I have used research as a tool for the majority of my 55 year career. While some research can end directly with the desired result, such as a home project or item of purchase as examples, most in depth research requires some sort of documented report for posterity. Without this documented report the research goes for naught and the effort applied researching is a fruitless. While doing engineering work, statusing of projects and tests was commonplace for me and when I entered into management, most personnel problems and their productivities were researched and reported to lay in a paper trail or as I usually referred to it, a track record. This was helpful at evaluation time as well for taking corrective action to keep and maintain acceptable work flow. It was from these two end results of researching that I learned, sometimes the hard way, that a writing report is necessary. The other aspect of written reports is who will be the reader(s) or end users of the written report. Example: Essays and Thesis requirements in school are a natural outcome of the research needed to complete and submit in written form for the teacher (reader.)
Specifically, the purpose of this blog is to address the needs for written reports for research of genealogists and family historians. Most of us involved in this field of endeavor are well aware of the standard form type of reports we use during our research, primarily the two most important ones that I use are the pedigree chart and the family group sheet. My need for a research journal is different from that of standard form as I found the form type too constrictive to fluid research. What I use in lieu of a standard form is twofold, one being a single or two sheet reports to file that reflecting the research done on specific family members, which I fill in by keeping notes of what sources accessed and the conclusions I came to. The other journal type report I do is an annual report of the major research I did throughout the year. I find these two captures not only the specifics of my research, but also associated stories of the individual or location, and highlights the major research activities I was involved in. All of this allows me to build my family tree with a confidence level that assures me I have the right information and lineage. I do not adhere to most standards put forth by BCG as they are restrictive and tend to stifle free thinking in research, however they do have their place and are certainly required to garner credibility by users of their services and products.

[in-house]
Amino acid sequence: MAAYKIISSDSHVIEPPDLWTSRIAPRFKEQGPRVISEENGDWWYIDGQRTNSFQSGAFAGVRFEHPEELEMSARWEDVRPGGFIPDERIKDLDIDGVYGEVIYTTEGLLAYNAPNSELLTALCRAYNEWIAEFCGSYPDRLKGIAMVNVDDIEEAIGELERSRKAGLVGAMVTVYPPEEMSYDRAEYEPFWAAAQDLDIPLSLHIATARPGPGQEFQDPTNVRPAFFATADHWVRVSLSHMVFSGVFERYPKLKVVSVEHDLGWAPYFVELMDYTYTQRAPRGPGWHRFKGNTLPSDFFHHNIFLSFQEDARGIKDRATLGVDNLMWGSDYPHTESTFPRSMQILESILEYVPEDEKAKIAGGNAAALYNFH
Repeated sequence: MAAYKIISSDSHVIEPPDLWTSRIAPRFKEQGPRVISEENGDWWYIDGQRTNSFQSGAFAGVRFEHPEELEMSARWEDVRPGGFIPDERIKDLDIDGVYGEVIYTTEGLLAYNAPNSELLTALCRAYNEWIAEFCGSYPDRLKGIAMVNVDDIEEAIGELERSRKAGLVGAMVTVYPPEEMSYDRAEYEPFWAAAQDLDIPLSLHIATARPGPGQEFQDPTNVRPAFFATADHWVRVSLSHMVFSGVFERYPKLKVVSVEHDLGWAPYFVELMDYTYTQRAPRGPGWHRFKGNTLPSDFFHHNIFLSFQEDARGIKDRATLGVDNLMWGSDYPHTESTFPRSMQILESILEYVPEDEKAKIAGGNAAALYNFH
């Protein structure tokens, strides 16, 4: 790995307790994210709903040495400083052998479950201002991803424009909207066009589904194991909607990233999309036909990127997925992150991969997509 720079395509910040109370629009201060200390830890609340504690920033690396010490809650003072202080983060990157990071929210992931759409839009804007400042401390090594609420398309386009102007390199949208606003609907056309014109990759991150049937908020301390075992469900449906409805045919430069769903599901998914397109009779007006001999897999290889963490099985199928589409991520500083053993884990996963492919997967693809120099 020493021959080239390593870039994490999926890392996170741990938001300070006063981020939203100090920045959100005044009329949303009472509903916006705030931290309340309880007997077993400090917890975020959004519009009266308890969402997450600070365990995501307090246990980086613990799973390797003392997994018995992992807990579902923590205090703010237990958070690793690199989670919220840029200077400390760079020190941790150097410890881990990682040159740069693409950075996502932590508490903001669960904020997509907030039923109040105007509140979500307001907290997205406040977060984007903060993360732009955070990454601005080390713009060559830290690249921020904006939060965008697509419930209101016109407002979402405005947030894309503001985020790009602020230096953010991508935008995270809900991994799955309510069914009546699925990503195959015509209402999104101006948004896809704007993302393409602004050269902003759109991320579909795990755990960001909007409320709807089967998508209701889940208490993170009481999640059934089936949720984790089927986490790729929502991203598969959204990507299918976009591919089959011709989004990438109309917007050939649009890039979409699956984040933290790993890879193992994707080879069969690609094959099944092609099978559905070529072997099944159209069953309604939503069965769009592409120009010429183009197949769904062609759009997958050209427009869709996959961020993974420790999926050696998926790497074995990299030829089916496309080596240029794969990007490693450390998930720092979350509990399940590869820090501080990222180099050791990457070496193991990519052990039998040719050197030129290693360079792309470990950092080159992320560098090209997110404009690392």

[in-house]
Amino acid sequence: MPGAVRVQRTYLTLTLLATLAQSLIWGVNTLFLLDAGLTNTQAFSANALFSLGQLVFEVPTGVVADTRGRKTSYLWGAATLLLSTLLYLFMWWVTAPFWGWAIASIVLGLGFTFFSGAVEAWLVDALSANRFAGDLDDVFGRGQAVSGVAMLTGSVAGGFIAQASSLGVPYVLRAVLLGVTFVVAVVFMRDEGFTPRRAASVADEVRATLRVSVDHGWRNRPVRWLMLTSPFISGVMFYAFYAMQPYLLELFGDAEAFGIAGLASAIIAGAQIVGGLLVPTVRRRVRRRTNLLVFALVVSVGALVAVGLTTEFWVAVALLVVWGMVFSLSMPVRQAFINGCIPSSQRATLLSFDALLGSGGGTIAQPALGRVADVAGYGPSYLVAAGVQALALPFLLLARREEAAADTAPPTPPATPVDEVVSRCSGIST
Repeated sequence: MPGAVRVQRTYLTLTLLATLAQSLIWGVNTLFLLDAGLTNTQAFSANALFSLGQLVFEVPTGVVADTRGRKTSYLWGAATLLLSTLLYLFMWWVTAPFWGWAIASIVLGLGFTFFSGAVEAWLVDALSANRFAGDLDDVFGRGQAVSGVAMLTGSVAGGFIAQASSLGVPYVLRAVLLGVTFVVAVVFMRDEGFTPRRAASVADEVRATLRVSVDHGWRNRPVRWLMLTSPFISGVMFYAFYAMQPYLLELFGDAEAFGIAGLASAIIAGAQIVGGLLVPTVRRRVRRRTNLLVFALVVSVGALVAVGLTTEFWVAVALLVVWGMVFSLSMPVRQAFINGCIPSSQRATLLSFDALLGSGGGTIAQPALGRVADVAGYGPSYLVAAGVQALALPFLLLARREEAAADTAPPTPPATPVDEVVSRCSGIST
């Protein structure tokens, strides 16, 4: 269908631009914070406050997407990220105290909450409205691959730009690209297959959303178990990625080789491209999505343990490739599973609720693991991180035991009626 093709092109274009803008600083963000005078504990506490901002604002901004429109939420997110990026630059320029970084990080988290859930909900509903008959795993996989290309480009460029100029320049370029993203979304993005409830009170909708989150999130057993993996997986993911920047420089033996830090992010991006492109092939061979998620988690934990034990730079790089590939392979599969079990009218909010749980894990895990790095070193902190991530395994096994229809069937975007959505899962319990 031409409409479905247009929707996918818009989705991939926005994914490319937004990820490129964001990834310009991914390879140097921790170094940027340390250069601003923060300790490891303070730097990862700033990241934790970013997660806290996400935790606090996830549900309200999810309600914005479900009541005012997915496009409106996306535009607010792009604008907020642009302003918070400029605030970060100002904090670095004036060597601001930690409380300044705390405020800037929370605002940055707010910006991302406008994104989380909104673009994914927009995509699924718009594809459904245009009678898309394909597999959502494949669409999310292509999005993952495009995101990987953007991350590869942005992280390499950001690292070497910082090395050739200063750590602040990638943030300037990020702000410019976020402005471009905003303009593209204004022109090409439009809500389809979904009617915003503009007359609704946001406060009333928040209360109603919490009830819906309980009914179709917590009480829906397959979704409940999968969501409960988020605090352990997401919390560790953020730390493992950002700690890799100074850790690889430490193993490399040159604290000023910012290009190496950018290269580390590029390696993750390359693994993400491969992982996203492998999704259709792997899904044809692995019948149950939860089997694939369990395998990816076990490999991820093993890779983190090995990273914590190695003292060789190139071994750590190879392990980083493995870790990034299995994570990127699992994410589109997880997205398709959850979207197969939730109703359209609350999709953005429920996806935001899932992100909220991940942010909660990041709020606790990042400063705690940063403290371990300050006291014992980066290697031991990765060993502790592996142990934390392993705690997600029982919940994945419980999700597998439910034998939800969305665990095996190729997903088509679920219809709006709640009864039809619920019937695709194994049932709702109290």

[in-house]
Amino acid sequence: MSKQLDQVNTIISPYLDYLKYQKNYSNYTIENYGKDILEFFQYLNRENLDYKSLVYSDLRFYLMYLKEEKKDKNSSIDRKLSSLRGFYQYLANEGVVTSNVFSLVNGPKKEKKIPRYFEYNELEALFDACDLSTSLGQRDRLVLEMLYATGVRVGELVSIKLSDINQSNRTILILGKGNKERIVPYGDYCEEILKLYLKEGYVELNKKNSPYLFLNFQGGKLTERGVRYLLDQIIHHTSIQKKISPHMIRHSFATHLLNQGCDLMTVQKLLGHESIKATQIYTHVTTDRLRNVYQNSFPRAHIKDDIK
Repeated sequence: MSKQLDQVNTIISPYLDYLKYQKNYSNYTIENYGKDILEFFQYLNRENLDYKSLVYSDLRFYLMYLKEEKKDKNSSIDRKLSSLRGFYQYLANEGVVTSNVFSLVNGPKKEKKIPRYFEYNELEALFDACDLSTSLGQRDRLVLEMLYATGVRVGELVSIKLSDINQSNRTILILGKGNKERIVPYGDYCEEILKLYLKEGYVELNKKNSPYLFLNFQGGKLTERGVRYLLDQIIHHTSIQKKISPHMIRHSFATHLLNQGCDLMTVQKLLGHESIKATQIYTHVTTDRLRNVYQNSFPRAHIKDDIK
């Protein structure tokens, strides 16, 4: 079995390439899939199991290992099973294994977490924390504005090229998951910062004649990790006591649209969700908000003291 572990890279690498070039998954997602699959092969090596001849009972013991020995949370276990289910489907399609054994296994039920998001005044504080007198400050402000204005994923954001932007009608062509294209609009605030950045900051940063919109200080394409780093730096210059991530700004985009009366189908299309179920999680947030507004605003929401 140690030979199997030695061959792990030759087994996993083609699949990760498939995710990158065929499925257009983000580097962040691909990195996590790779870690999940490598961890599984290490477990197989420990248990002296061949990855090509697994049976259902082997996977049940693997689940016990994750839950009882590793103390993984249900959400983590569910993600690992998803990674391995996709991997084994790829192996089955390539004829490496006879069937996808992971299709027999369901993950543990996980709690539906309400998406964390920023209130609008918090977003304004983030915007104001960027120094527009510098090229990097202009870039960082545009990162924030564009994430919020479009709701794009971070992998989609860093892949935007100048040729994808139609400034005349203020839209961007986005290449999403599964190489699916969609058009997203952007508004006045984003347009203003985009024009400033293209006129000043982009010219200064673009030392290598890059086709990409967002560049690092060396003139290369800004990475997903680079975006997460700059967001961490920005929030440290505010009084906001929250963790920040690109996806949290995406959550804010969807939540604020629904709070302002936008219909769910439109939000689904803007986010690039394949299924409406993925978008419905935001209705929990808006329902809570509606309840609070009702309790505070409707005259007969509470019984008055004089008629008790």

I need to write a little on why we research our family history. The reasons are many I am sure, from gaining the knowledge of where we come from to fully fledged genealogy research for paternal, inheritance, and health reasons. These latter used to be the hallmark of genealogists, but in contemporary times, less so due to the access of data on the internet, allowing even the least interested economical means to develop a family lineage. If the hobbyist family historian follows the precepts and spirit of research, standardized by BCG he or she will automatically delve into their family history, in an orderly, perverse manner that will yield a family tree of integrity, one that is easily reconstructed from source information. The ease of building and documenting the family lineage is now readily done on the internet with little or no constraints on what I call source proofing, a slippery slope that often times yields faulty information and at times completely bastardizes credible work done for the benefit of family members. I would caution everyone using the family pedigrees provided on the internet to do extensive studying of the work being copied and utilized by checking the with the author of the lineage report in question. This would yield your family tree in a credible manner, provide you family tree with integrity, and reduce the guesswork so evident in faulty reporting and documenting. In short, go to school and learn from those who have gone before you.
Happy Researching & Writing